The city's pan-democratic lawmakers showed an overwhelming tendency to work with the pro-Beijing Federation of Trade Unions in pushing through the party's social policy motions in the last Legislative Council year, a study by the South China Morning Post has found.
The pan-democrats' support for the FTU was double that of their support for other parties in the pro-establishment camp, the survey revealed.
Political analysts say the trend is the result of other major pro-Beijing parties' reluctance to lend their support to populist and welfarist policies.
It also reflects the FTU's co-operation with the pan-democrats in pursuing such policies they regard as Chief Executive Leung Chun-ying's unfulfilled election pledges, the analysts say.
The Post's study found that of the pan-democratic lawmakers' 551 named votes on the 25 motions and amendments put forth by the FTU, 69 per cent were cast in the affirmative.
In contrast, of the other pro-establishment lawmakers' 700 votes on the same motions and amendments, only 29 per cent were in the affirmative.
This was despite these lawmakers sharing similar loyalties with the FTU to the central authorities in Beijing.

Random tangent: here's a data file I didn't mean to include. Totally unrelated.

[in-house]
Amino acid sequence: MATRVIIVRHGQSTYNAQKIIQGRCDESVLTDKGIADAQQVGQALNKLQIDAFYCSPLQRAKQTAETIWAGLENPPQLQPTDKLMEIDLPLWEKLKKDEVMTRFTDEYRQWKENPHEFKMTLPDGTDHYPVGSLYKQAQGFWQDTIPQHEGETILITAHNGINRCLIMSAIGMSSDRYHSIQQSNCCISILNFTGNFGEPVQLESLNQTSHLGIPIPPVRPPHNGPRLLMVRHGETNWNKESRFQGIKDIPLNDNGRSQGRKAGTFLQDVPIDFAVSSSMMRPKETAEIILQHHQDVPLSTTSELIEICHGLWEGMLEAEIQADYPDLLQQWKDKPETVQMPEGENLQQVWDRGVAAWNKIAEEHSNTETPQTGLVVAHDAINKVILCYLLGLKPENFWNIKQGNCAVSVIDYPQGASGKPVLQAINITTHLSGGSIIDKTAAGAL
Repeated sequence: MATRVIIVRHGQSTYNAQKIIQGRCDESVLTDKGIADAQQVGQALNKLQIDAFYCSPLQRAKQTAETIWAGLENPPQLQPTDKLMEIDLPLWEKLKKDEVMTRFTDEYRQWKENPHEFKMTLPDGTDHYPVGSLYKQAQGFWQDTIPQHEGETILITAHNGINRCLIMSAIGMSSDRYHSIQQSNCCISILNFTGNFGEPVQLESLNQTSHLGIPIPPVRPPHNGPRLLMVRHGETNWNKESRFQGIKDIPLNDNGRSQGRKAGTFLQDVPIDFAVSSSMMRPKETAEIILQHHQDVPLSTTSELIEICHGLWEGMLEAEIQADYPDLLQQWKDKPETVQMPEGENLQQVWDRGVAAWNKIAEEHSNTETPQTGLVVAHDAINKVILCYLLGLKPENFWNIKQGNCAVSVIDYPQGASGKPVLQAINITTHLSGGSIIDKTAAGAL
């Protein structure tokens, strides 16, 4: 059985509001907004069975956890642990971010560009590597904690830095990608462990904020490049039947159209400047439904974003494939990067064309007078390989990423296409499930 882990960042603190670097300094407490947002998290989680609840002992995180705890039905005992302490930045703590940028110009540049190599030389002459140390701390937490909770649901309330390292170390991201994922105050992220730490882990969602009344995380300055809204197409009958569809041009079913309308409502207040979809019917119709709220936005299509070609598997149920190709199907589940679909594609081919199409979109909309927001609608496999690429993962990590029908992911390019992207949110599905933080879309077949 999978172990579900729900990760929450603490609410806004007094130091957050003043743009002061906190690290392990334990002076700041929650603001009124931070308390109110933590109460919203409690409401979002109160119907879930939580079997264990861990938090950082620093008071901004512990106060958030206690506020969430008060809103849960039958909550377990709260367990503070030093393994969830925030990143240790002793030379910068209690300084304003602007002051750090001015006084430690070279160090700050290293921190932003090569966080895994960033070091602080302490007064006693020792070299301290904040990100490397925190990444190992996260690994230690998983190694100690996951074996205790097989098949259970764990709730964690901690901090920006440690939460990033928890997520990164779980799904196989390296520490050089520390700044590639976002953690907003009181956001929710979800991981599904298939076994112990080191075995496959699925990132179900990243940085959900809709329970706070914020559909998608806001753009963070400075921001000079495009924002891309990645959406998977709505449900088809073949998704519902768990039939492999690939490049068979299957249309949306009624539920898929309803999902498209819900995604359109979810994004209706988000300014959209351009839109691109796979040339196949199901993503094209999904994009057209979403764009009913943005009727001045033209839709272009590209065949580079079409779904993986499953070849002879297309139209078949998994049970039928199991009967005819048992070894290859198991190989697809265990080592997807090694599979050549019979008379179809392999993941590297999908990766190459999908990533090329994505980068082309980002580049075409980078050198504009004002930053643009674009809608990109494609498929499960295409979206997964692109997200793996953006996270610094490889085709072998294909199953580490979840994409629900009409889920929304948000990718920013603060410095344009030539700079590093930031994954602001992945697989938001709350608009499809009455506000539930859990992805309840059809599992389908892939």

In return for the pan-democrats' support, the FTU's six lawmakers voted almost once every two times in their favour, although the two camps held opposing beliefs on political reform and universal suffrage.
Most of the FTU's support for the pan-democrats related to social and economic issues.
On the other hand, the business-oriented pro-Beijing parties - the Liberal Party and the Business and Professionals Alliance - preferred to shun the FTU's demands in the Legco. Almost three in four of their votes opposed the FTU's motions and amendments, despite the groups being politically like-minded.
The animosity between the FTU and the other pro-establishment parties appeared mutual.
The FTU either voted down or abstained in four of seven motions or amendments tabled by the New People's Party. Even for its long-time ally the Democratic Alliance for the Betterment and Progress of Hong Kong, the FTU cast only 60 per cent of Yes votes.
The Post's study also found that two Liberal Party members - one of whom was party leader James Tien Pei-chun - were the least supportive of the Leung administration.
They showed up only once or twice out of seven occasions for government bills that required a named vote. Tien, who supported Leung's election rival Henry Tang Ying-yen, said he was not summoned to vote on those occasions in which he was absent from voting.